Posted by Devin Mitchell, Ben Petit on March 04, 2014
At 1:01 AM Friday morning, the Georgetown University Student Association (GUSA) announced via Twitter that Trevor Tezel and Omika Jikaria had been elected GUSA President and Vice-President. Though they may not be on the radar of most political analysts, Georgetown elections stand out as a forward-thinking and innovative step in our democracy.
In 2006, GUSA made a decision to alter its electoral system. After five consecutive years in which no candidate won a majority of votes, student leaders looked into alternative voting systems that would ensure candidates received majority support. The system they chose is ranked choice voting (RCV, also called “instant runoff voting” at Georgetown). Ranked choice voting is a method used across the country and around the globe to elect officials. Instead of voting for just one candidate, voters are able to rank candidates in order of preference. To be declared winner, one candidate must receive over 50% of the non-exhausted votes, upholding the principle of majority rule.
To count an RCV election, administrators initially tally only first choices. When all first choices are counted, administrators check to see if any candidate already has a majority of votes. If no candidate has a majority, the candidate with the least first choice support is eliminated. The voters who selected the defeated candidate as their first choice then have their votes added to the totals of their second choice candidate. This process repeats until a candidate passes the threshold of 50% of the remaining ballots.
The 3,517 students who voted in the executive election Friday had to decide how to rank four different tickets of candidates. The GUSA Elections Commission illustrated the electoral process early Friday morning, releasing the election results on Twitter round-by-round. Initially, Trevor Tezel and Omika Jikaria came in with 35.23 percent of first choices, followed closely by Zack Singer and Dan Silkmen with 29.9 percent. While both tickets performed well in this initial round of voting, neither received a majority. With no ticket receiving a majority in the first round, the instant runoff began. Thomas Loyd and Jimmy Ramirez were eliminated first. The ballots of their supporters were examined and added to the total of their second choices. 224 of those ballots transferred to Tezel and Jikaria, building on their initial lead. In the next round, Ben Weiss and Sam Greco were eliminated. With only two tickets remaining, Tezel and Jikaria defeated Singer and Silkmen by receiving over 50% of the vote in the final round.
Had the elections stopped after the first round, as most U.S. elections do, Tezel and Jikaria still would have won, but with only just over a third of the vote, far from a clear mandate.
“I wouldn't feel comfortable certifying an election where you can expect the winner to have maybe around 35 percent of the vote,” said Elections Commission Chair Ethan Chess. “We elect winners who have the broadest bases of support.”
Discussions with a variety of students around campus students revealed that most who were engaged with the election believe in the system as a method to determine student leaders.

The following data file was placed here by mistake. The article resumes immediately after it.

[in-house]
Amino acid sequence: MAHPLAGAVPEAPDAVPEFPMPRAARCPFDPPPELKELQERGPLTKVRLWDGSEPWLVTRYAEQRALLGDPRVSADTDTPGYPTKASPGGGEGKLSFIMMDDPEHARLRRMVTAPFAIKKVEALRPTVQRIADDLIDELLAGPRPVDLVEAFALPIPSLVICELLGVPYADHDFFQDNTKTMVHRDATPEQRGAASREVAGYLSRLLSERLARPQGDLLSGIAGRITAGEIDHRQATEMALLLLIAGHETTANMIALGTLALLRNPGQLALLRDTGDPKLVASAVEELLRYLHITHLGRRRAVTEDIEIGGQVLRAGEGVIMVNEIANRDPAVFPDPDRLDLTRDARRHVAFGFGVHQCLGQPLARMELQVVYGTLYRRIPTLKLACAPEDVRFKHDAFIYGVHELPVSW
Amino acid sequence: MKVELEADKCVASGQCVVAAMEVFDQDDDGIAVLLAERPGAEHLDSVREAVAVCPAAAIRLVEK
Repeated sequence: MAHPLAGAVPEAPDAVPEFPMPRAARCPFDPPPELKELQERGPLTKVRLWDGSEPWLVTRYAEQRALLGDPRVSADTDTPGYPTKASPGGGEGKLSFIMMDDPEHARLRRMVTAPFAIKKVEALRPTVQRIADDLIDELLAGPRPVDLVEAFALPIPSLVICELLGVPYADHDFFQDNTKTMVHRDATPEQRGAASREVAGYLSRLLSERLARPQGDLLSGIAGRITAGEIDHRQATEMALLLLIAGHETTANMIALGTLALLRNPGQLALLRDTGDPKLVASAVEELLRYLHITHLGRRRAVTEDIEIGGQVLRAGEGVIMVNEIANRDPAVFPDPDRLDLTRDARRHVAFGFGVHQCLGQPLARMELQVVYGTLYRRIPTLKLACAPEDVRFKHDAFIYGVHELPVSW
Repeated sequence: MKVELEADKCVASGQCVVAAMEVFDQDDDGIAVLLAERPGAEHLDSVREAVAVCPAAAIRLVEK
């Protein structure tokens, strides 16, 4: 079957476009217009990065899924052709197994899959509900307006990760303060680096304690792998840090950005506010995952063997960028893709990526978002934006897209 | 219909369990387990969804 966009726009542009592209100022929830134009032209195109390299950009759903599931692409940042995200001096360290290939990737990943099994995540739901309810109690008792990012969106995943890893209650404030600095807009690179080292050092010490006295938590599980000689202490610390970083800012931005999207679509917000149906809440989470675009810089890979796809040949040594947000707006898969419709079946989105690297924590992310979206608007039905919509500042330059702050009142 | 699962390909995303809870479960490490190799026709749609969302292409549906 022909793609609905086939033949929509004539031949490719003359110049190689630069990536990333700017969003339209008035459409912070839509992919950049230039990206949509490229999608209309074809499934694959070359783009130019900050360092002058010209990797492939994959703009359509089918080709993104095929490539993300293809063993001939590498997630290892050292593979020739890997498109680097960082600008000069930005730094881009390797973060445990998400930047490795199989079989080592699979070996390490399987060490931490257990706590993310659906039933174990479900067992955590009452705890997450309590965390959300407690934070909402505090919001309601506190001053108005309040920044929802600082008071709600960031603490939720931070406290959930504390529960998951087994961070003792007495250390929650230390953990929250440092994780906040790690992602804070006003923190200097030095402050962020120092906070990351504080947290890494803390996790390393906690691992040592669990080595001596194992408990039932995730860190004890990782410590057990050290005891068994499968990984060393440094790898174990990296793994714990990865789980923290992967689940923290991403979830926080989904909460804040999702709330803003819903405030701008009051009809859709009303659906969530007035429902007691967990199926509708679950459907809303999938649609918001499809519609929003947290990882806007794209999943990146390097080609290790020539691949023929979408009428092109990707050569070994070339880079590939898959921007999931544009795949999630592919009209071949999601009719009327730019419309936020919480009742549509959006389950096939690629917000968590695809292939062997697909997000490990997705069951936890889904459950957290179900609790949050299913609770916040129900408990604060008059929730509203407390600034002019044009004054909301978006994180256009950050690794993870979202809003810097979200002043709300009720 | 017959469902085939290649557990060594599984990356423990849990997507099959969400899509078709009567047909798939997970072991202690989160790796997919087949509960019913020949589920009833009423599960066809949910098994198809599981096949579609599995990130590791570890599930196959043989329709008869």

“I think in general it works well,” said one student who asked to remain anonymous. “If your number one candidate doesn't place - then you still have some say.”
The ranked choice system also changed the nature of campaigning in student elections. Voters rank in order of preference instead of just choosing one candidate. As a result, candidates cross-endorsed other tickets and encouraged voters to rank them second on their ballots. This shows that candidates understand the importance of building coalitions in a ranked choice voting election, rather than relying merely on their own base of support.
The Tezel-Jikaria ticket and Weiss-Greco ticket cross-endorsed each other, as did the Singer-Silkman and Lloyd-Ramirez tickets.
"It makes a lot more sense for one of the two people who are so similar ... to be in office than a totally different candidate who represents a minority of the students interests but that has the vast majority of students interest split,” said Abbey Cooner, a supporter of Ben Weiss and Sam Greco, the third-place ticket.
Cooner also said she preferred instant runoff voting to a system with a separate runoff election on a later date. Such elections tend to have much lower turnout and don’t always accurately reflect the will of the electorate.
“I just think there's a big risk of not having as many people show up to vote,” she said. “There’s such a big effort around getting out the vote the first time around that I just couldn't imagine having to do it for a second day.”
Georgetown’s use of RCV is an innovative step forward in empowering voters and encouraging inclusive elections. Instead of candidates working against each other to divide and conquer their electorate, we see them working together to ensure that, no matter the outcome, those elected represent the views of a broad coalition of their constituents.
Georgetown is among a growing list of colleges and universities setting an example for other schools, cities and even states to adopt similar electoral reforms. By making connections with students, organizations and legislators, FairVote seeks to help establish, implement, and sustain the use of ranked choice voting at all levels of elections.